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Rick Steelhammer: Scientists speculate whether Vikings' western discoveries due to Eric the Red or Reykjavik Red

If any group of people could have benefited from having aggressive feelings modified by the calming effects of cannabis, it’s the Vikings.

For a culture that plundered its way through the British Isles and on to Italy, North Africa and what is now the Russian republic of Georgia, and celebrated the Yule season by hanging not ornaments, but the sacrificial remains of human bodies, in trees surrounding their villages, chill time was in order.

Last week, Newsweek and other publications brought to light research data recently published in the scholarly journal Proceedings of the National Academy of Sciences indicating the presence of cannabis pollen in a bog adjacent to the Vikings’ only undisputed settlement in North America.

The weed dust dated back as far as about 1000 A.D., which was the time Vikings were known to have first arrived at L’Anse aux Meadows, on the northern tip of the Canadian island Newfoundland. Some of the cannabis pollen collected from the bog dated into the 1200s, indicating that the Vikings remained at the settlement, off-and-on, nearly two centuries longer than earlier thought.

Newfoundland would have been a comparatively cozy place for the Vikings to have chilled, after having spent time in year-round air conditioned settlements in Iceland and Greenland before heading west.

Back in Europe, their way of life was being homogenized and blended with other cultures, bringing the Viking Age to an end after a 200-year run that ended in about 1060. For the last of the Norsemen who made it to Canada, it may have made sense to light up, kick back, share memories and watch the northern lights flicker overhead.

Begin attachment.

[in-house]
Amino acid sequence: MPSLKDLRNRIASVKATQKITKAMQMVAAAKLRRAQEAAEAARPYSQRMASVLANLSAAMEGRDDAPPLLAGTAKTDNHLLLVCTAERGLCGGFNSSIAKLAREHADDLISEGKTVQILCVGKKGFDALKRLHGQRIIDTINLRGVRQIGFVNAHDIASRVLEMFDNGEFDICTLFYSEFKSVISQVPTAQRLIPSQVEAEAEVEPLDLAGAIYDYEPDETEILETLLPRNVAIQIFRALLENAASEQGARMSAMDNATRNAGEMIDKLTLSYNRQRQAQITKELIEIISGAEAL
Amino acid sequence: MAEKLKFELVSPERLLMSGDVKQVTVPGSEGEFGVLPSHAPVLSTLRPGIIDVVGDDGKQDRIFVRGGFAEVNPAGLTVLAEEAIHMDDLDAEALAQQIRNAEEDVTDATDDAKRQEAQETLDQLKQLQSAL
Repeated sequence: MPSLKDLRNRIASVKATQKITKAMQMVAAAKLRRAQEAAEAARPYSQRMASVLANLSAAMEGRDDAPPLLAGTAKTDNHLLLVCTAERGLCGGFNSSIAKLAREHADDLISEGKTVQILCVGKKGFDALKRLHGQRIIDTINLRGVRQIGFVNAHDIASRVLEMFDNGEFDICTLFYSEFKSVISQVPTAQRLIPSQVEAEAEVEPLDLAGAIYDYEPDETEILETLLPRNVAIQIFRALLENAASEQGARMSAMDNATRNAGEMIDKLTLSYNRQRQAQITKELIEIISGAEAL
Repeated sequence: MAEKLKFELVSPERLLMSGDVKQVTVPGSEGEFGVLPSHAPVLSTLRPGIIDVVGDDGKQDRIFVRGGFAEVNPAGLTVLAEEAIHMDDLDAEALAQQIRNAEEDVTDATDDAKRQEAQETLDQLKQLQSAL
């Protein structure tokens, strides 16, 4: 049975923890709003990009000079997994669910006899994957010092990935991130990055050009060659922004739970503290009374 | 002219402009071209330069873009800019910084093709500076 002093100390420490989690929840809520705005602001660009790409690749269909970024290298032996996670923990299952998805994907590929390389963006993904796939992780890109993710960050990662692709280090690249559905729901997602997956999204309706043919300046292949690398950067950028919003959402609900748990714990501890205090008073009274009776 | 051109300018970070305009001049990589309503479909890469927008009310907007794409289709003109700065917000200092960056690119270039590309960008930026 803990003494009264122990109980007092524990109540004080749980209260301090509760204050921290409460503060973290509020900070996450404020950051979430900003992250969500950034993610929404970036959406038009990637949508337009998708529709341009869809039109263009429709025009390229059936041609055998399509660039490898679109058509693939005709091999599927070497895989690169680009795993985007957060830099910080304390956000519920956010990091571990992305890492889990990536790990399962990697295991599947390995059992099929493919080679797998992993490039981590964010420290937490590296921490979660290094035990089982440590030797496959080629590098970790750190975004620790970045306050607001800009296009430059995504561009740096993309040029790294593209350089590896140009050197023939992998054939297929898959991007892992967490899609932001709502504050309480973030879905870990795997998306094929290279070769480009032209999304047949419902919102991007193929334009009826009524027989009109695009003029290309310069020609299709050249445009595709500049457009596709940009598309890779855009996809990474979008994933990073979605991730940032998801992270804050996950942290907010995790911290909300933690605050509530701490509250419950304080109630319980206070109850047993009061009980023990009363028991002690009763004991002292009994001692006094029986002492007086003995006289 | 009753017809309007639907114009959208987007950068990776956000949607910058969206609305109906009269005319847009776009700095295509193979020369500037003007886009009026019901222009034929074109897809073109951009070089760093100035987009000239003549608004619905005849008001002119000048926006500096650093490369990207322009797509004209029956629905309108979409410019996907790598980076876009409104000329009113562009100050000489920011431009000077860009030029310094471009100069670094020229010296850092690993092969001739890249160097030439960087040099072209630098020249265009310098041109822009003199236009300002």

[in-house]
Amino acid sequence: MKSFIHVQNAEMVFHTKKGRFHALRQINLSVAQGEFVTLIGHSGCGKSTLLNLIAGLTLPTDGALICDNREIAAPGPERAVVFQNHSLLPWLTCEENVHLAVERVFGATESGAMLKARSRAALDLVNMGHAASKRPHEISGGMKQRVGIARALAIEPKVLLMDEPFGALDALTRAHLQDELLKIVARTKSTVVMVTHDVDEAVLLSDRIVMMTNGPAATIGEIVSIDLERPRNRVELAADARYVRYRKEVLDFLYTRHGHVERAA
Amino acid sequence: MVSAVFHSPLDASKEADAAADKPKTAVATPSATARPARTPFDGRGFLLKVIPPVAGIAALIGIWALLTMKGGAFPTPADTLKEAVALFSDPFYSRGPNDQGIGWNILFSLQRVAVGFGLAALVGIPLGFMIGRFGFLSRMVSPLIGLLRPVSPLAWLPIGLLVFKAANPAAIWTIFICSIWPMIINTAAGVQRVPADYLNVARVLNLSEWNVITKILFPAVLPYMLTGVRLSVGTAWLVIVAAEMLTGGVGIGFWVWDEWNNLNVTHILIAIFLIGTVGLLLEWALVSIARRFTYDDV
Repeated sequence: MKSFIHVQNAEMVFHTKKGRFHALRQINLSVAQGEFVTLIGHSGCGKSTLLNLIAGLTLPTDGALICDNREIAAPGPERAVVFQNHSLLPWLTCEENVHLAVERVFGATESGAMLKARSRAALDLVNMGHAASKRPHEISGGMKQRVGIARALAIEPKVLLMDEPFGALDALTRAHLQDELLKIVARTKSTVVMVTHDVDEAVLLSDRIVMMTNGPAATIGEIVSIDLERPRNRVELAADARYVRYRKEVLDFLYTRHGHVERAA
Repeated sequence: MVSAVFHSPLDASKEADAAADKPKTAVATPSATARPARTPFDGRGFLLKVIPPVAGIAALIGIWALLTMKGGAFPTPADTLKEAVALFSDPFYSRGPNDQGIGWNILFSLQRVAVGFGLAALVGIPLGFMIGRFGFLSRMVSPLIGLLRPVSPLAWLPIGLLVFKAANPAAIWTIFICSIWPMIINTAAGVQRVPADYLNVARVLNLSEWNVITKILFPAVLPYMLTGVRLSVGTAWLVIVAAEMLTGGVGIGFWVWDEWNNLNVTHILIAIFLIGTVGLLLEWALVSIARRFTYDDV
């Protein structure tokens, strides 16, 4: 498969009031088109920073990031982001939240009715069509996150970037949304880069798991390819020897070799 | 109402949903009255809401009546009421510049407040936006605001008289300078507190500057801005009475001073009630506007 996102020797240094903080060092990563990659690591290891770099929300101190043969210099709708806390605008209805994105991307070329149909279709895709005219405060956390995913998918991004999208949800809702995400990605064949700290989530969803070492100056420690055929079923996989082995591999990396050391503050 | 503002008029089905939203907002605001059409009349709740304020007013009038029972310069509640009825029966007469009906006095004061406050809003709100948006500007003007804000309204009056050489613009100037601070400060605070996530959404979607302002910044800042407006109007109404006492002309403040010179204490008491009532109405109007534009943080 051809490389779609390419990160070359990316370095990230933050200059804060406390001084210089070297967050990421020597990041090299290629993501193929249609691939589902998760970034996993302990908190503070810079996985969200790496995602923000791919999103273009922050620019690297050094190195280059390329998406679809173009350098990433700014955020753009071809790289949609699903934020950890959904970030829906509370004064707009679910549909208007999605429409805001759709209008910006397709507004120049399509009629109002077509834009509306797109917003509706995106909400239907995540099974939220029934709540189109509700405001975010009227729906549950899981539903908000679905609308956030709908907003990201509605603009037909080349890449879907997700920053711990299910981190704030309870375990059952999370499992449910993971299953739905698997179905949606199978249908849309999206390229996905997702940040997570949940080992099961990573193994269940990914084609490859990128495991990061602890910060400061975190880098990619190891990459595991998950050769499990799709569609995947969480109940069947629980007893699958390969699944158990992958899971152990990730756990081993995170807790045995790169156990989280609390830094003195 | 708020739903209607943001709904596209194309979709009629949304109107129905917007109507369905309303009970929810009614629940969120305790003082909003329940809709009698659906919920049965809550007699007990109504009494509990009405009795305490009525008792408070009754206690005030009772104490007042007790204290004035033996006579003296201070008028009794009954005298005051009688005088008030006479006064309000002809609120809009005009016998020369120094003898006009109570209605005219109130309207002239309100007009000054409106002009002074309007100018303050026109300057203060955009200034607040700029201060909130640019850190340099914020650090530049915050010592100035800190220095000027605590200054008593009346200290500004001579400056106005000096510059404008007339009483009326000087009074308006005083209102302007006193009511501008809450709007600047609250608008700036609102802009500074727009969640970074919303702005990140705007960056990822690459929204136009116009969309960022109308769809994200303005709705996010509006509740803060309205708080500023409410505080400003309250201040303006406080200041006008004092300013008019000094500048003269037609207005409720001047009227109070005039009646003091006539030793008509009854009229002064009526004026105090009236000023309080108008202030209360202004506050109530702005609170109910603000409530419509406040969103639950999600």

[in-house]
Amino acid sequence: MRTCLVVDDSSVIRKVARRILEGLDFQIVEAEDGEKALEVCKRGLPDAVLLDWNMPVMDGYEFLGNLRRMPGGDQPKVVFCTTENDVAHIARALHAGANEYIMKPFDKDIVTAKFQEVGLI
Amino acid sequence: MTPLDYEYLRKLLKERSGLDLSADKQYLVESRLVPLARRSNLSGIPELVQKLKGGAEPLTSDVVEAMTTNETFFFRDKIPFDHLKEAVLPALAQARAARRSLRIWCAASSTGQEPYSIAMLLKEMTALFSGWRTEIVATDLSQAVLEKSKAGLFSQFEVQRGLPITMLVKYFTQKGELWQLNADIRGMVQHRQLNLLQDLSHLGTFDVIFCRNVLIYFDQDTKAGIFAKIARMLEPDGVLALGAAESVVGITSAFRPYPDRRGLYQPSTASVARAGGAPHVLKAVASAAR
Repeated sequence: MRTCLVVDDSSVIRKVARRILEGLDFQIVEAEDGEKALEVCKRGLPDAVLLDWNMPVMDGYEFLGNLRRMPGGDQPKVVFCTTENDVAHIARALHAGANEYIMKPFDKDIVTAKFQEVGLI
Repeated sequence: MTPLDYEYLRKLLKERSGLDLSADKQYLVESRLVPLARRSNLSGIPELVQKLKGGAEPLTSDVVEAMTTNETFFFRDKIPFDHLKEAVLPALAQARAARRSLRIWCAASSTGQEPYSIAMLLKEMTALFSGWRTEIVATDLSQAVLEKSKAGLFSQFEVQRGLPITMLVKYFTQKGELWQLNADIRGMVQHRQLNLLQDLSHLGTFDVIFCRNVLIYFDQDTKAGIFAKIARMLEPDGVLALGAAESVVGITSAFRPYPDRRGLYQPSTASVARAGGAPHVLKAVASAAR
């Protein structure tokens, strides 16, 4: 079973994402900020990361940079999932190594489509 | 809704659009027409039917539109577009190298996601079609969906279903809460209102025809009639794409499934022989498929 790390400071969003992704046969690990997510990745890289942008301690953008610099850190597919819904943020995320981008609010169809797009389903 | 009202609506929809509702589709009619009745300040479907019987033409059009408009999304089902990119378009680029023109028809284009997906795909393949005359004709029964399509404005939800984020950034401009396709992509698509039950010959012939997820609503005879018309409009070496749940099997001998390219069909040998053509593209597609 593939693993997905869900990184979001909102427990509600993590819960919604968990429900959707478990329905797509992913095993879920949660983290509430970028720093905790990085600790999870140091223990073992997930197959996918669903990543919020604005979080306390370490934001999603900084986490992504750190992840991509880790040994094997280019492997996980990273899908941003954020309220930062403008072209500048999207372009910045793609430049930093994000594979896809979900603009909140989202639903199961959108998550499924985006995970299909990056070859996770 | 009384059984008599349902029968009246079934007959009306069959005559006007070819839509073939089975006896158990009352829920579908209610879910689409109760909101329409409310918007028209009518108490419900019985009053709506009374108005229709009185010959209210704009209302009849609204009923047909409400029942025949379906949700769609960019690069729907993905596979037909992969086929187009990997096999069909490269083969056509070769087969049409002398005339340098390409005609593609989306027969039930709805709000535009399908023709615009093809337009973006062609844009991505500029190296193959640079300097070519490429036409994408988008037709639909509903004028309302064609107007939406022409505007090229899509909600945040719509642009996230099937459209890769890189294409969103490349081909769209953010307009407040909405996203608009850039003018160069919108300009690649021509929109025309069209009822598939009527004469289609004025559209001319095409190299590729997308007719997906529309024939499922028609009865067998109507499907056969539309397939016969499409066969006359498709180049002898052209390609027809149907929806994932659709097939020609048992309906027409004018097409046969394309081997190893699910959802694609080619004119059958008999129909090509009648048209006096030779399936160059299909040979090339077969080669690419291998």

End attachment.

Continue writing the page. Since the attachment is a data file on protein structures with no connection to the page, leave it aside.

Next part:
During the latter part of their era, some Vikings were known to have bleached their hair and beards with soap bearing a high content of lye, in order to keep or make their locks blonde. Maybe they had planned on plundering California, but ended up California dreaming.

And is it unreasonable to speculate that some Viking parents may have been using their fire-starter kits, made by boiling the touchwood fungus in their sodium nitrate-rich urine, to ignite bowlfuls of Reykjavik Red before coming up with names for their kids? I mean, how else do you explain Ivar the Boneless, Sigurd Snake in the Eye, Ubba, or Harald Bluetooth, the last of whom is actually the namesake for the Bluetooth communications device of today?

Some scientists speculate that the cannabis pollen found at the Newfoundland settlement site may have come from plants cultivated for producing hemp fiber, rather than low motivation and the munchies. But I like to think that the last of the Norsemen — Ivar the Bongless, Abba and pals — spent their time in the New World, 200 years before the arrival of Columbus, living in peace.

Reach Rick Steelhammer at, 304-348-5169 or follow @rsteelhammer on Twitter.

Funerals for Thursday, January 23, 2020

Ball, Mamie - 2 p.m., Handley Funeral Home, Danville. 
Browning, Molly - 1 p.m., Evans Funeral Home & Cremation Services, Chapmanville.

Coleman, Jason - 1 p.m., Keller Funeral Home, Dunbar.

Eskew, George - 1 p.m., Curry Funeral Home, Alum Creek.

Friend, Raymond - 1 p.m., Foglesong-Casto Funeral Home, Mason.

Fuller, Ellen - 11 a.m., Chapman Funeral Home, Hurricane.

Hood, Melissa - 2 p.m., Gatens - Harding Funeral Home Chapel, Poca.

King, Mildred - 1 p.m., Sharon Church of God, Dry Branch.

Miller, LouEllen - Noon, Koontz Funeral Home, Hamlin.

Sovine, George - Noon, Culloden Community Cemetery.

Ward, Debra - 1 p.m., Graceland Cemetery, Alum Creek.